Erin Dillon

Erin Dillon

Feb 21, 2017

Group 6 Copy 14
0
    Please wait...

    About This Project

    How many sharks should there be on Caribbean reefs? Despite evidence suggesting that sharks once existed in numbers unheard of today, this critical question remains unanswered. We discovered that sharks leave a record of their presence in the form of dermal denticles, the tiny, tooth-like scales lining their skin, preserved in reef sediments. We are now pioneering denticles as an ecological tool to reconstruct pre-human shark baselines and supplement surveys on modern reefs.

    Blast off!

    Browse Other Projects on Experiment

    Related Projects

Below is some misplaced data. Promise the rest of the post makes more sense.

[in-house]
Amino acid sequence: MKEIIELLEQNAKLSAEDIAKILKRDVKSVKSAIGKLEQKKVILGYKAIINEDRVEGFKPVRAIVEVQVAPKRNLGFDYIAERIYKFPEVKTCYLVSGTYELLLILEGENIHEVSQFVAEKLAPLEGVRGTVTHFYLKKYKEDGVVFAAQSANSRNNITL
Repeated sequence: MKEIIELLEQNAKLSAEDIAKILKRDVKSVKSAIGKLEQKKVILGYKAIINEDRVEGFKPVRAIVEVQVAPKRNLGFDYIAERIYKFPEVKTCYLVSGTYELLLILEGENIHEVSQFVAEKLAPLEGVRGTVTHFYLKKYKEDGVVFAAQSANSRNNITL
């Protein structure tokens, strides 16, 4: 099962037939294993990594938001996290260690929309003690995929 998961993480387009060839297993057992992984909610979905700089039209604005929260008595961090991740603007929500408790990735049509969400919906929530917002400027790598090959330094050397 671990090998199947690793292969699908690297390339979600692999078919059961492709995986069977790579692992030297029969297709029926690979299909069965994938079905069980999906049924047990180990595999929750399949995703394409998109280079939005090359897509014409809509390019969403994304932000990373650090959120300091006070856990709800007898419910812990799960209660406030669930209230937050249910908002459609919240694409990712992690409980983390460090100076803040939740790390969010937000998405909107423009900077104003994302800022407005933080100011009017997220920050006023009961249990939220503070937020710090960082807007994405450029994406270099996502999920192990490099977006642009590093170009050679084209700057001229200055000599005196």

Probiotics for wild boreal toads facing a deadly fungal disease

    A fungal pathogen spread around the globe by human activities now threatens many amphibians, including boreal...

    Where Did the Terrapins Go? A Population and Health Assessment

    The Diamondback terrapin, a threatened species, is a key species in the salt marsh. This study will capture...

    What comes in must go out: honey bee hive economics and food allocation

    The aim of this study is to connect foraging activity of honey bees (Apis mellifera) to incoming food supply...

    Backer Badge Funded